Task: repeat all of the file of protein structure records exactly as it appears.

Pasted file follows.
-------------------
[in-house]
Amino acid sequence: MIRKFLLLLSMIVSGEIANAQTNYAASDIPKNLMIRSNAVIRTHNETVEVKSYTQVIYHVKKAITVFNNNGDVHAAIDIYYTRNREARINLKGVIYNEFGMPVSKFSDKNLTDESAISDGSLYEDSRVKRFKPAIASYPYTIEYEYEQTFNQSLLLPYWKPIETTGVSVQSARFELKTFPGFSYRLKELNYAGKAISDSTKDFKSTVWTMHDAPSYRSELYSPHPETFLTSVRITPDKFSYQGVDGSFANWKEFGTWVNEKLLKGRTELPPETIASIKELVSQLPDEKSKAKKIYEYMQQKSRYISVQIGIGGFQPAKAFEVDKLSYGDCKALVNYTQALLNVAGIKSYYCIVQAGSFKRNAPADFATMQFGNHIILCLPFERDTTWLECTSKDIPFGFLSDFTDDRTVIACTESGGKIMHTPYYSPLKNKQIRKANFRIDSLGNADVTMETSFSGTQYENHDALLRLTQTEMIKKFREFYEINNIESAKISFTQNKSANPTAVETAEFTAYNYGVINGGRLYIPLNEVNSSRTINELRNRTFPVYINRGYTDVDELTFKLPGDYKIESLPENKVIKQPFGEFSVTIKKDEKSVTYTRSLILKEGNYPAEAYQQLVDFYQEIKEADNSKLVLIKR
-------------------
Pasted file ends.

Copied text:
[in-house]
Amino acid sequence: MIRKFLLLLSMIVSGEIANAQTNYAASDIPKNLMIRSNAVIRTHNETVEVKSYTQVIYHVKKAITVFNNNGDVHAAIDIYYTRNREARINLKGVIYNEFGMPVSKFSDKNLTDESAISDGSLYEDSRVKRFKPAIASYPYTIEYEYEQTFNQSLLLPYWKPIETTGVSVQSARFELKTFPGFSYRLKELNYAGKAISDSTKDFKSTVWTMHDAPSYRSELYSPHPETFLTSVRITPDKFSYQGVDGSFANWKEFGTWVNEKLLKGRTELPPETIASIKELVSQLPDEKSKAKKIYEYMQQKSRYISVQIGIGGFQPAKAFEVDKLSYGDCKALVNYTQALLNVAGIKSYYCIVQAGSFKRNAPADFATMQFGNHIILCLPFERDTTWLECTSKDIPFGFLSDFTDDRTVIACTESGGKIMHTPYYSPLKNKQIRKANFRIDSLGNADVTMETSFSGTQYENHDALLRLTQTEMIKKFREFYEINNIESAKISFTQNKSANPTAVETAEFTAYNYGVINGGRLYIPLNEVNSSRTINELRNRTFPVYINRGYTDVDELTFKLPGDYKIESLPENKVIKQPFGEFSVTIKKDEKSVTYTRSLILKEGNYPAEAYQQLVDFYQEIKEADNSKLVLIKR